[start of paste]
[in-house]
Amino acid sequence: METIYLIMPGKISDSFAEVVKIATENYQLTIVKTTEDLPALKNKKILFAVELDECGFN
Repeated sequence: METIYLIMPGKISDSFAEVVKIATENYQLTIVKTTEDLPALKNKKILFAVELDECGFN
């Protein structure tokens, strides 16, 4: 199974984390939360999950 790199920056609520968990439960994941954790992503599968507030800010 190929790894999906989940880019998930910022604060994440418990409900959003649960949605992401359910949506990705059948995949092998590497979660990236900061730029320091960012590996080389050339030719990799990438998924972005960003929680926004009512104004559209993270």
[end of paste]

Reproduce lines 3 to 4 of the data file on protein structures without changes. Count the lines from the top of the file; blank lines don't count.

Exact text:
Repeated sequence: METIYLIMPGKISDSFAEVVKIATENYQLTIVKTTEDLPALKNKKILFAVELDECGFN
């Protein structure tokens, strides 16, 4: 199974984390939360999950 790199920056609520968990439960994941954790992503599968507030800010 190929790894999906989940880019998930910022604060994440418990409900959003649960949605992401359910949506990705059948995949092998590497979660990236900061730029320091960012590996080389050339030719990799990438998924972005960003929680926004009512104004559209993270």